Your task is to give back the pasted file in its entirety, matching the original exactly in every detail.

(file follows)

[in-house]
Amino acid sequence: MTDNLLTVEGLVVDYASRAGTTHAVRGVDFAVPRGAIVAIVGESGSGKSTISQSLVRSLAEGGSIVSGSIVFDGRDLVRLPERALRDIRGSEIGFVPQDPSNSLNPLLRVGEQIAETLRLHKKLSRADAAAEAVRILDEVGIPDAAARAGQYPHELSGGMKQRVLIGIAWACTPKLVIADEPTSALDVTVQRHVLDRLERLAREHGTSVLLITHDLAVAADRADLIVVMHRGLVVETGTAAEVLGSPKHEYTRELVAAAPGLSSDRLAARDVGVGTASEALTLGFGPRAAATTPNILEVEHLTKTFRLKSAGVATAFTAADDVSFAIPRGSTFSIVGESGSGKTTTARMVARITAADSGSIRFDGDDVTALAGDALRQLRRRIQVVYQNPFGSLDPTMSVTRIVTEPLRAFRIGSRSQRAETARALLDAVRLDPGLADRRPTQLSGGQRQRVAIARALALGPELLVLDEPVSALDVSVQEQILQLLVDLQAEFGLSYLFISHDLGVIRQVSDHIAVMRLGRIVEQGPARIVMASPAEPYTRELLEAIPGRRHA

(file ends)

[in-house]
Amino acid sequence: MTDNLLTVEGLVVDYASRAGTTHAVRGVDFAVPRGAIVAIVGESGSGKSTISQSLVRSLAEGGSIVSGSIVFDGRDLVRLPERALRDIRGSEIGFVPQDPSNSLNPLLRVGEQIAETLRLHKKLSRADAAAEAVRILDEVGIPDAAARAGQYPHELSGGMKQRVLIGIAWACTPKLVIADEPTSALDVTVQRHVLDRLERLAREHGTSVLLITHDLAVAADRADLIVVMHRGLVVETGTAAEVLGSPKHEYTRELVAAAPGLSSDRLAARDVGVGTASEALTLGFGPRAAATTPNILEVEHLTKTFRLKSAGVATAFTAADDVSFAIPRGSTFSIVGESGSGKTTTARMVARITAADSGSIRFDGDDVTALAGDALRQLRRRIQVVYQNPFGSLDPTMSVTRIVTEPLRAFRIGSRSQRAETARALLDAVRLDPGLADRRPTQLSGGQRQRVAIARALALGPELLVLDEPVSALDVSVQEQILQLLVDLQAEFGLSYLFISHDLGVIRQVSDHIAVMRLGRIVEQGPARIVMASPAEPYTRELLEAIPGRRHA